Classic programming

Sean Caron scaron at
Fri Aug 7 17:21:25 CDT 2015

I love this list, I always learn so many interesting things ... reading the
article on SynthesisOS now; a few pages in, it sounds like an early attempt
at building a reflective operating system? Neat. I wonder if the Quamachine
still exists? :O



On Fri, Aug 7, 2015 at 6:11 PM, Sean Conner <spc at> wrote:

> It was thus said that the Great Eric Christopherson once stated:
> > Is there a subset of this group for people who like to program in
> > languages or language implementations or libraries that are no longer
> > in common mainstream use? Or other groups for such a thing?
>   I am to some degree, although I like to look at such langauges for ideas
> and not to use.  I find K&R C (pre-ANSI) too horrible a language to
> use [1] but even in worse languages there are some neat (if also
> horrifying)
> ideas [2].
>   But I'm also interested in older software as well.  One of my "when I get
> around to it" projects is playing with the Viola web browser [4].  Written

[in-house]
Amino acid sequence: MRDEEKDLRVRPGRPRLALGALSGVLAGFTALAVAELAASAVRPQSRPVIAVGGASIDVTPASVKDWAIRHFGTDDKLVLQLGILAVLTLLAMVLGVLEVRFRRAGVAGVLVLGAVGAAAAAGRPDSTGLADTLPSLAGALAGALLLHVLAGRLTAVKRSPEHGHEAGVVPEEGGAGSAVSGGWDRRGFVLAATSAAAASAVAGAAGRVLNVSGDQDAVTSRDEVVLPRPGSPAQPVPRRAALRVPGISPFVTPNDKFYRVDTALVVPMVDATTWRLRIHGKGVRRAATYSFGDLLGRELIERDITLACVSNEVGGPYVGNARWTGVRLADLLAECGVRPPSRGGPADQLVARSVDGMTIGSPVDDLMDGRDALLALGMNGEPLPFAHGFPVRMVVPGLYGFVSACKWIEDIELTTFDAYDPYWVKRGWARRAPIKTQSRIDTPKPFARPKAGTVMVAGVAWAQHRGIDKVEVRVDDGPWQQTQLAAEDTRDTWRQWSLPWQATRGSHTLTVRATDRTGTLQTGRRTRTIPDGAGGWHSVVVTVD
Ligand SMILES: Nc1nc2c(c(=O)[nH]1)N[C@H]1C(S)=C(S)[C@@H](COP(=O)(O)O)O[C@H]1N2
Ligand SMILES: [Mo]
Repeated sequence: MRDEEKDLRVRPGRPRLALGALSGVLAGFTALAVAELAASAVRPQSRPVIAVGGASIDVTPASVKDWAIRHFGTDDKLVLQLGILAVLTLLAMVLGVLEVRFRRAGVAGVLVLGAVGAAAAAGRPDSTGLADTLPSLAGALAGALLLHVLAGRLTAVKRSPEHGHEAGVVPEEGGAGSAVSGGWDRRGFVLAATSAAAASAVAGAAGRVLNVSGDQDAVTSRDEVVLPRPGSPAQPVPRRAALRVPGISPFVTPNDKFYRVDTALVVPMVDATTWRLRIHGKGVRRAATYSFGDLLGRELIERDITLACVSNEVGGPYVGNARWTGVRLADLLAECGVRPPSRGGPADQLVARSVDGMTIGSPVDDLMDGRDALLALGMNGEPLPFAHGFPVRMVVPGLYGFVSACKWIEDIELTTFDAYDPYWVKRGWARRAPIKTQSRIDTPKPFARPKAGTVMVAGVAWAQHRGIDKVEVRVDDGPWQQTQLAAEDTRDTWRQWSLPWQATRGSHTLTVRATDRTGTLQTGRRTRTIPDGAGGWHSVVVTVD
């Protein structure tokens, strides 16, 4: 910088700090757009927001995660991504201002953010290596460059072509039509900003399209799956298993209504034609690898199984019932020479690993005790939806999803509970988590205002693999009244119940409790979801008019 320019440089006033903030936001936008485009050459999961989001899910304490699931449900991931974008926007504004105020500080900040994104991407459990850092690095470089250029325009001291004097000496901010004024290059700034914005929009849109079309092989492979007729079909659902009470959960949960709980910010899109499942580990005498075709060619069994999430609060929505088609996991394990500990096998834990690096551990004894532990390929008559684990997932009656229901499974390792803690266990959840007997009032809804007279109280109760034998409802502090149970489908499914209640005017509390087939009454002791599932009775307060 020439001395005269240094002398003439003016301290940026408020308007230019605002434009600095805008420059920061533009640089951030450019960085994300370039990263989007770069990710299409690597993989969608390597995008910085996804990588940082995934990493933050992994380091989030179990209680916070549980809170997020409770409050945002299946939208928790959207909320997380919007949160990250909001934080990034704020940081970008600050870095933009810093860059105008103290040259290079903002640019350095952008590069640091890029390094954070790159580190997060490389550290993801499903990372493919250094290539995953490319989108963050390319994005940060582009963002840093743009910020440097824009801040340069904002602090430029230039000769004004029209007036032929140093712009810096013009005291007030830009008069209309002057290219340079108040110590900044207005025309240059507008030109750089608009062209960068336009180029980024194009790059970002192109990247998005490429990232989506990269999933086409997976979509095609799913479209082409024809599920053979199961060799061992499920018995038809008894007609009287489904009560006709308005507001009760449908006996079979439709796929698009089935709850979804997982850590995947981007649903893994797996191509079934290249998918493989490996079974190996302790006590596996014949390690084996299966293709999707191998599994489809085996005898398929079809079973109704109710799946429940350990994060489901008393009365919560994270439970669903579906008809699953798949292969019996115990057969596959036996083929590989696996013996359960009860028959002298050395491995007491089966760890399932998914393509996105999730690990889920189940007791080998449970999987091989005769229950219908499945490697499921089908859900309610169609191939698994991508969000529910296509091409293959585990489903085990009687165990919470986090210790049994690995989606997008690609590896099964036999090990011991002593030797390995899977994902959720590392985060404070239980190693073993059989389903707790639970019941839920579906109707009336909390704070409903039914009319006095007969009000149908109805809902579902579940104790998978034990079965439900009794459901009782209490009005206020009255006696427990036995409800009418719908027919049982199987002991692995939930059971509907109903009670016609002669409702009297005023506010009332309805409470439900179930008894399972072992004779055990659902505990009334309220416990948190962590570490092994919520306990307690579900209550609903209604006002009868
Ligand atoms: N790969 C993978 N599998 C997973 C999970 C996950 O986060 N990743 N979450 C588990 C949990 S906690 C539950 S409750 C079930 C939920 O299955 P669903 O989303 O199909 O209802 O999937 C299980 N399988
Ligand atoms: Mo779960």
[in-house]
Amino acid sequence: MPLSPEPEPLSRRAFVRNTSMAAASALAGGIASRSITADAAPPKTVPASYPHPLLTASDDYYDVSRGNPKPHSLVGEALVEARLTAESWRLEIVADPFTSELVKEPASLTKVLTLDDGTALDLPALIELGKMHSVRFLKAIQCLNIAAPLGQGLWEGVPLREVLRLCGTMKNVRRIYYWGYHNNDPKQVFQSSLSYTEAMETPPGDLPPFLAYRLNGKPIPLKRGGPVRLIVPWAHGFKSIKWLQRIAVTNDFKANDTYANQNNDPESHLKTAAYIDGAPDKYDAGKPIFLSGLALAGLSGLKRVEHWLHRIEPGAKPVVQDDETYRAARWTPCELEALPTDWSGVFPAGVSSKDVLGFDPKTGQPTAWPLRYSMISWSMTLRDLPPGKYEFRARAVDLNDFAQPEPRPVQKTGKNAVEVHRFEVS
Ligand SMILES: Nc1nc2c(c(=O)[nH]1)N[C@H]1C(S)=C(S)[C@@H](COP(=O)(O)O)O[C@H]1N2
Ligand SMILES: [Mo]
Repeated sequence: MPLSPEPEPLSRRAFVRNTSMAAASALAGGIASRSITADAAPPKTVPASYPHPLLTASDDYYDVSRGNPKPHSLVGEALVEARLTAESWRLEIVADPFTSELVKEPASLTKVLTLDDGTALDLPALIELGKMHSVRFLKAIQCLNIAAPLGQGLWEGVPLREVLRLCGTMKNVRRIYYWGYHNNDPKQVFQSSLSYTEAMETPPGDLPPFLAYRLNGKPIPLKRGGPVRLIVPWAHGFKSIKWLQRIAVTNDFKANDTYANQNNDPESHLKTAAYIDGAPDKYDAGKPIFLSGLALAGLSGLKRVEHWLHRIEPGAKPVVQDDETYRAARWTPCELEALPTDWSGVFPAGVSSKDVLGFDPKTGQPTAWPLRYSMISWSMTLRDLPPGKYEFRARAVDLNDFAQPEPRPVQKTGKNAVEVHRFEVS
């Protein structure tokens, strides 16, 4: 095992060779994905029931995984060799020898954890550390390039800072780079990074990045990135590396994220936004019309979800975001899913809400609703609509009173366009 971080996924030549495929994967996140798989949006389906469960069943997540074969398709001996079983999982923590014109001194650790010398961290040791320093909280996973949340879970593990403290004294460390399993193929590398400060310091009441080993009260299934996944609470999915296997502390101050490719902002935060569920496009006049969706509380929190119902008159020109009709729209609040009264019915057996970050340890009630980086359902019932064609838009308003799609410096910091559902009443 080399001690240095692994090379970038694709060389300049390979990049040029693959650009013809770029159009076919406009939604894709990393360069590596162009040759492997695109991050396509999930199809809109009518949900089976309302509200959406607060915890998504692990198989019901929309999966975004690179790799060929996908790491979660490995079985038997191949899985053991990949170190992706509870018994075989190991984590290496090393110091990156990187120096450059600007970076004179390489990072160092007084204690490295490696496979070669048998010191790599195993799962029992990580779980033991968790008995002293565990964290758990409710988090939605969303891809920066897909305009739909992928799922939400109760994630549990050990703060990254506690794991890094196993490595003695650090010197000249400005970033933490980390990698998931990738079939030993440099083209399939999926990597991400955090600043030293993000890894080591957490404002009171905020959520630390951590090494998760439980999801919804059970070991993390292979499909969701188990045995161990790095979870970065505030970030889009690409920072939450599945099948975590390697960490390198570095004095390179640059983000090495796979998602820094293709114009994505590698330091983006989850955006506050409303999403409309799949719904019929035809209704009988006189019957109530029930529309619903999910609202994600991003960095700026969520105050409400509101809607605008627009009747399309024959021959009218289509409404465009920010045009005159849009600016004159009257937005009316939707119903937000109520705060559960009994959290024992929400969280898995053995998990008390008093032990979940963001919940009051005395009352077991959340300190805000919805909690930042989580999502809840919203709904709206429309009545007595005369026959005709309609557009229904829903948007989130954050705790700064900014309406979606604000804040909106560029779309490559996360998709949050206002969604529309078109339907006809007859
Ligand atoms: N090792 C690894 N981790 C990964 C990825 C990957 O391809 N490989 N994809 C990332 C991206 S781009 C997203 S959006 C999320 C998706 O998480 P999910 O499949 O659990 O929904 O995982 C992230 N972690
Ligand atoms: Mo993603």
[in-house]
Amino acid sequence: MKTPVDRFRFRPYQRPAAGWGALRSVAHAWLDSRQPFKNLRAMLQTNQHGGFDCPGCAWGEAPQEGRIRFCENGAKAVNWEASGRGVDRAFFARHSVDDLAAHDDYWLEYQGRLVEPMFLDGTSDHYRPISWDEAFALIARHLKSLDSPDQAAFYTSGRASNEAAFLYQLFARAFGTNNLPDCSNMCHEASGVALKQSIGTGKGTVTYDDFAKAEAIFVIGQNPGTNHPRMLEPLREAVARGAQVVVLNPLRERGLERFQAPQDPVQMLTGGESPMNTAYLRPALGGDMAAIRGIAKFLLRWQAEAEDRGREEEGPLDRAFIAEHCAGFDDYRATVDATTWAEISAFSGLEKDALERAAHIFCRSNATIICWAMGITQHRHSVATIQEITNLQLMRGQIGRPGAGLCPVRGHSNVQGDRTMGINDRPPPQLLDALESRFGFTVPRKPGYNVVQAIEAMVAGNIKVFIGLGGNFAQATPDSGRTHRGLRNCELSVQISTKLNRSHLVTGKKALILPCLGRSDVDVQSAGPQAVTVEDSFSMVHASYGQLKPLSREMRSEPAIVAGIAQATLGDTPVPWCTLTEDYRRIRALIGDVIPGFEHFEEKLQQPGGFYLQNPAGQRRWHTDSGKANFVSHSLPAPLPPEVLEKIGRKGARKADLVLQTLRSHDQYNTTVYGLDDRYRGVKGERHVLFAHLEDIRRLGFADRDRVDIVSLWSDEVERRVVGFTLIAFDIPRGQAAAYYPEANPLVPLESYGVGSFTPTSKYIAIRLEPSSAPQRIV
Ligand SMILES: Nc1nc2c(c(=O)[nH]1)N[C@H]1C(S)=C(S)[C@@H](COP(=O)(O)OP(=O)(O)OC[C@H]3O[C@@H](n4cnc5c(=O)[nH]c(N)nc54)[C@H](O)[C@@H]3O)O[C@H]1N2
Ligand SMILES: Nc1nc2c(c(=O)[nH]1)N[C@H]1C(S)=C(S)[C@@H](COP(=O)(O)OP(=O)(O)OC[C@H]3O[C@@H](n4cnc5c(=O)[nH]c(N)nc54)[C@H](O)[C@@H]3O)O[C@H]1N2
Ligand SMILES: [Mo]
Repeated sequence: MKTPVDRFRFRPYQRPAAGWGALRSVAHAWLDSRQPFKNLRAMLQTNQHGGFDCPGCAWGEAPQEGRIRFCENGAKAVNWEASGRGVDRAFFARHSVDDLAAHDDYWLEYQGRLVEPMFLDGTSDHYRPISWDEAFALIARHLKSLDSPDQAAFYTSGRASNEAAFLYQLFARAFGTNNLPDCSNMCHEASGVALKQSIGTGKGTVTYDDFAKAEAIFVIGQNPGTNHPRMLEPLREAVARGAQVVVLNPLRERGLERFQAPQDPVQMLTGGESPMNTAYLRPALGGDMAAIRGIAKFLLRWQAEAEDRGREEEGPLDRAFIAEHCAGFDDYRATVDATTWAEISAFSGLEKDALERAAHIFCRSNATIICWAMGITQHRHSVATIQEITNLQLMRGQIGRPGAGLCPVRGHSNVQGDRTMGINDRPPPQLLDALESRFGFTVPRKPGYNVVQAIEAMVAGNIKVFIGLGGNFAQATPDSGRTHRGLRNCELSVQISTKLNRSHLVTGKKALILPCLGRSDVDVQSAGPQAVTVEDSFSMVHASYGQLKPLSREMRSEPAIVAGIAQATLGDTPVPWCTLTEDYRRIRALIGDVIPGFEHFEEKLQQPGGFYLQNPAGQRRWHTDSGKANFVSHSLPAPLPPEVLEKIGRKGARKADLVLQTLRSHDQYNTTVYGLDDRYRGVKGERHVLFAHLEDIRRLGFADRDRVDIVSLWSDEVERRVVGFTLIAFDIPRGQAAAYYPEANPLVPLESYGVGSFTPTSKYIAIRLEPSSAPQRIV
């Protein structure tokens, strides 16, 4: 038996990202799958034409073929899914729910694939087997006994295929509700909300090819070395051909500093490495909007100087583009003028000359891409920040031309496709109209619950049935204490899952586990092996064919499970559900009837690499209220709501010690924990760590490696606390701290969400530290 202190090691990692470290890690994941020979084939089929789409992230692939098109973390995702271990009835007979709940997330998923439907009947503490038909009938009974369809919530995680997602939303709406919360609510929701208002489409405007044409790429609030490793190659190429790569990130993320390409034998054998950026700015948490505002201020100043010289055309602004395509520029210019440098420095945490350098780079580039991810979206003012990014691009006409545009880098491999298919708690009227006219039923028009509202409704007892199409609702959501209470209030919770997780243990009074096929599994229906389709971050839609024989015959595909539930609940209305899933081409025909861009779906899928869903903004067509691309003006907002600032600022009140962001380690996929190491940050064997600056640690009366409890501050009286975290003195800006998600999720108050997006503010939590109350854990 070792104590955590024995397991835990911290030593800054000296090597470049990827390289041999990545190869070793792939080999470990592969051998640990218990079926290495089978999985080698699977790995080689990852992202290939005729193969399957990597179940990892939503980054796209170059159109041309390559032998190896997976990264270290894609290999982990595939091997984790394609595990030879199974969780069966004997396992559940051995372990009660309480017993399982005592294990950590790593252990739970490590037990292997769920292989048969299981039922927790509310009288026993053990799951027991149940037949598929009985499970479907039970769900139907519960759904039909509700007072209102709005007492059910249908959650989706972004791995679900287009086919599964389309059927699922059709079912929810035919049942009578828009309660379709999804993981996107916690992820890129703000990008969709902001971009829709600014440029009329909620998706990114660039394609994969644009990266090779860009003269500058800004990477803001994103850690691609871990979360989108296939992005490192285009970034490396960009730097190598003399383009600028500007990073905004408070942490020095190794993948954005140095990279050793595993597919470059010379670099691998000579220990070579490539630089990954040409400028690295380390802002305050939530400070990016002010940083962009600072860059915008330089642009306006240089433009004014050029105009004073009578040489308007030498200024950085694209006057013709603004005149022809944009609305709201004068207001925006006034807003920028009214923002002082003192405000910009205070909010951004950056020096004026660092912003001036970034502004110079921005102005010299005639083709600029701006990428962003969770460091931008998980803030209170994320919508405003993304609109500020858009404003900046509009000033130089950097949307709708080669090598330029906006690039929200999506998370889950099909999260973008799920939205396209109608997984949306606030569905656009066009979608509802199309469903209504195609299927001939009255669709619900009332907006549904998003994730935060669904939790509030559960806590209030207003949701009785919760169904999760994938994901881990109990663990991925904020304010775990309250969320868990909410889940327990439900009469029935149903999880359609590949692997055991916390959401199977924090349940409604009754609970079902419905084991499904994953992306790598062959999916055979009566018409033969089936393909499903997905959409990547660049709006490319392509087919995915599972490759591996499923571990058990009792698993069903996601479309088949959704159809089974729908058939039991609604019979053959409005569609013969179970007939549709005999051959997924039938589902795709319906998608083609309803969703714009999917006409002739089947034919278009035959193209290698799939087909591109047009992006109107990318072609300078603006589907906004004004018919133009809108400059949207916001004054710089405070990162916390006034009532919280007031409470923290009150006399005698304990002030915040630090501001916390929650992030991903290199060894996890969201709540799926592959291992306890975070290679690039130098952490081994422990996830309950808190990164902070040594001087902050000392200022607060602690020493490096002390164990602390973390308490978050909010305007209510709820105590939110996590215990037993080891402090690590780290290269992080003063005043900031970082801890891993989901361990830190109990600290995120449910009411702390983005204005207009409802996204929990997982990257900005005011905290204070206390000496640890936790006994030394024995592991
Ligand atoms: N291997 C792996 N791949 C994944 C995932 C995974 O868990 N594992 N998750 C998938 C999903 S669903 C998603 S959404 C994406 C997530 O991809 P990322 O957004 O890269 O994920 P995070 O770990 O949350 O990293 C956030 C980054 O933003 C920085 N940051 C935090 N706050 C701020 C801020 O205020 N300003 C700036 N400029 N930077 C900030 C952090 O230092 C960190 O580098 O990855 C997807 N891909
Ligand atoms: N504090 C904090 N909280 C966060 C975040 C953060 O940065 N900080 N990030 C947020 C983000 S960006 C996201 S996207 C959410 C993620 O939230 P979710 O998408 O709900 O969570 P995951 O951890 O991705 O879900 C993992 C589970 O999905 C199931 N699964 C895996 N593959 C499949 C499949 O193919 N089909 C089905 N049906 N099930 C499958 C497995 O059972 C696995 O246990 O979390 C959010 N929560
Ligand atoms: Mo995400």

> in the early 90s, it *barely* compiles on a 32-bit Unix system and while it
> may compile on a 64-bit system, it's unrunnable [5].  It has a scripting
> language built in, but it is its own scripting language that is quite
> annoying to actually use. I've been trying to update the code so it will at
> least run on modern systems, and then next, replace the scripting language
> with something more reasonable.
>   My current Holy Grail piece of software would be Synthesis OS---an
> operating system written in assembly (in 1991) that can recompile and
> specialize itself on the fly [6]---basically, a program can request and get
> custom system calls to use.  And at the time, it ran SunOS binaries faster
> than SunOS on the same hardware.  Incredible stuff.
>   -spc (Today, Synthesis OS would be considered a JIT OS ... )
> [1]     #define bitblt(s,r,d,p,c)       (*((void(*)())0x430d6))(s,r,d,p,c)
>         Among other horrors ...
> [2]     Like INRAC.  And sadly, my own blog entry [3] on the language
>         contains probably the most information about it on the web today.
> [3]
> [4]
> [5]     Because integers and pointers will always be 32 bits right?
> [6]

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